EU privacy watchdogs will investigate a new Facebook feature that uses facial recognition to suggest name tags for people in pictures as U.S. companies continue to clash with stricter privacy norms in Europe.
Facebook's new Tag Suggestions feature recognizes pictures of user's friends and as they're uploaded and prompts them to "tag" the pictures with the person's name.
The feature, which had a limited launch in December but was only recently activated for most Facebook users, has spurred controversy in part because users are enrolled by default, leaving people to "opt out" if they don't like it.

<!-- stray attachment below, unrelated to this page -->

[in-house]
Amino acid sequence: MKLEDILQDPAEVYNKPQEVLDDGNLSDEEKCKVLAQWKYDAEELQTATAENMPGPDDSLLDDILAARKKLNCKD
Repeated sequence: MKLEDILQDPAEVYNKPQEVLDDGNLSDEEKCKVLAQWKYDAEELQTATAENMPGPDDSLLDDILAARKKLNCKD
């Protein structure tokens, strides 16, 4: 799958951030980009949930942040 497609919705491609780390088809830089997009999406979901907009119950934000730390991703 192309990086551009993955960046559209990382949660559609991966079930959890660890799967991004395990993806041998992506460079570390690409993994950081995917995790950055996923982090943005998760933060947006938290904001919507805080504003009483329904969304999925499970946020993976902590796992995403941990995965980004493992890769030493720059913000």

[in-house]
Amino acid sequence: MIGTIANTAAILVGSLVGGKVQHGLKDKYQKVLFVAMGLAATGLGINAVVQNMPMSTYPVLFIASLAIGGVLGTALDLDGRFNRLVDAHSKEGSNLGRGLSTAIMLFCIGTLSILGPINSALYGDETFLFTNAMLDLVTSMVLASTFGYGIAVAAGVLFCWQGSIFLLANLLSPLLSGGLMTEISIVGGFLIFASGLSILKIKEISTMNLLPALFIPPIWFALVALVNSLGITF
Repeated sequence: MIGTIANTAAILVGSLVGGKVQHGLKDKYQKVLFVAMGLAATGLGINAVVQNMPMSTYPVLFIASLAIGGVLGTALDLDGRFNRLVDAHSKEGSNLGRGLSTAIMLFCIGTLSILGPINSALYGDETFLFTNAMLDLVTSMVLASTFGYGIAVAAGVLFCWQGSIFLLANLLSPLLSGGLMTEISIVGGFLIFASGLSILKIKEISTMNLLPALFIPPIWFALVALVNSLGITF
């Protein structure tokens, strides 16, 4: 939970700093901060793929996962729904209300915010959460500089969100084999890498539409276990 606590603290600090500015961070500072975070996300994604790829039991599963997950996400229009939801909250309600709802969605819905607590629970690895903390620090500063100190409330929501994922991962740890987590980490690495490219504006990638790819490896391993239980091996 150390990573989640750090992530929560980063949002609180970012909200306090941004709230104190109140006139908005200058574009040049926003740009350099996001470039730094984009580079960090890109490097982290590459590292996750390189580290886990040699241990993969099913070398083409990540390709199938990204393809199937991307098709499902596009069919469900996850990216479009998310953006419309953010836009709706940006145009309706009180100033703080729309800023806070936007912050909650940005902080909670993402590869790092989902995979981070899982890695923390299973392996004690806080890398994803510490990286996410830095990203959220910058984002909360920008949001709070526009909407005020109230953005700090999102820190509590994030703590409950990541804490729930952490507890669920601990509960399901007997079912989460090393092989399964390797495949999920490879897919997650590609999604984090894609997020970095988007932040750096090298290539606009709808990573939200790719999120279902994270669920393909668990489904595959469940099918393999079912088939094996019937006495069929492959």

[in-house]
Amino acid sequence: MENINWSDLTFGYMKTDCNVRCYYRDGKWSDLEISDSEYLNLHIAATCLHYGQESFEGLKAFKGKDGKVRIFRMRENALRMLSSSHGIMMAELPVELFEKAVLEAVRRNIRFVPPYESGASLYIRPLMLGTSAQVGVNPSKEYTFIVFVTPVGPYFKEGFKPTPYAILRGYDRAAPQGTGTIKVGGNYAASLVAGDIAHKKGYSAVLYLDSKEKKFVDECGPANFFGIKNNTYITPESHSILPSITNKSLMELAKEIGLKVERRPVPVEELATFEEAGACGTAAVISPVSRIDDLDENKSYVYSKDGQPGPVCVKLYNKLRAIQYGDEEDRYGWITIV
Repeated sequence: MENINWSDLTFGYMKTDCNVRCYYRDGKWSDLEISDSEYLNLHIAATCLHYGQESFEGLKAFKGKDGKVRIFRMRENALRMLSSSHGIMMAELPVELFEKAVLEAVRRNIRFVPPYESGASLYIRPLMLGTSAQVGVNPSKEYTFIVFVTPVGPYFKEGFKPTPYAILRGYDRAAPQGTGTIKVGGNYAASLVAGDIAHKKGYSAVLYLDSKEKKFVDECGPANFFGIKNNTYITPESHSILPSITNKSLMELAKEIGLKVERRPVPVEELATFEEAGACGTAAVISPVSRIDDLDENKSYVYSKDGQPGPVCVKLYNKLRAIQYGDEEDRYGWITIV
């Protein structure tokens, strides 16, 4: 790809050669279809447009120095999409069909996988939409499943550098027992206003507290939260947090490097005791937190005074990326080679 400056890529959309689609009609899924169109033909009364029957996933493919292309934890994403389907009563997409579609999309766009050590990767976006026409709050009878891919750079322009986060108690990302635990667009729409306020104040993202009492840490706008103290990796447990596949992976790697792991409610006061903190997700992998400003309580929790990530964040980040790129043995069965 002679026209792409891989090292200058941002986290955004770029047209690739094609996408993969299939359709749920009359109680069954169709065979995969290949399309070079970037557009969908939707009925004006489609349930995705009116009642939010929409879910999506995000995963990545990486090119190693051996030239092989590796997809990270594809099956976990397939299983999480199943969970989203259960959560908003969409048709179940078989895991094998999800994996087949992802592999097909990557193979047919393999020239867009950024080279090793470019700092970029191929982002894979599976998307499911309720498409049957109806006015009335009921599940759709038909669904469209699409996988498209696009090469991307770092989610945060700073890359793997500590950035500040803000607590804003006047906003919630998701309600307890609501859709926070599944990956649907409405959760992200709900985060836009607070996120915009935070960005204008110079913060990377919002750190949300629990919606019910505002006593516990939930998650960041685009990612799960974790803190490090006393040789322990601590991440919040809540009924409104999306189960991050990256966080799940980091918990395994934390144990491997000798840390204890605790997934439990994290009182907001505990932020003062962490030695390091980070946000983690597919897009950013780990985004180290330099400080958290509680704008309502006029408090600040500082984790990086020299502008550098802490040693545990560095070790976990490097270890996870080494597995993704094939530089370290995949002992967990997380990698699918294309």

"Tags of people on pictures should only happen based on people's prior consent and it can't be activated by default," said Gerard Lommel, a member of the privacy group tasked with evaluating the feature, to Bloomberg. He added that automatic tagging suggestions "can bear a lot of risks for users."
European privacy regulations tend to be stricter than in the U.S., which has caused some friction between American tech companies and the Continent. European data protection officials have reportedly pushed Google, Microsoft, and Yahoo to limit how long they store users' search records, for example. That criticism is left to independent privacy advocates in the U.S.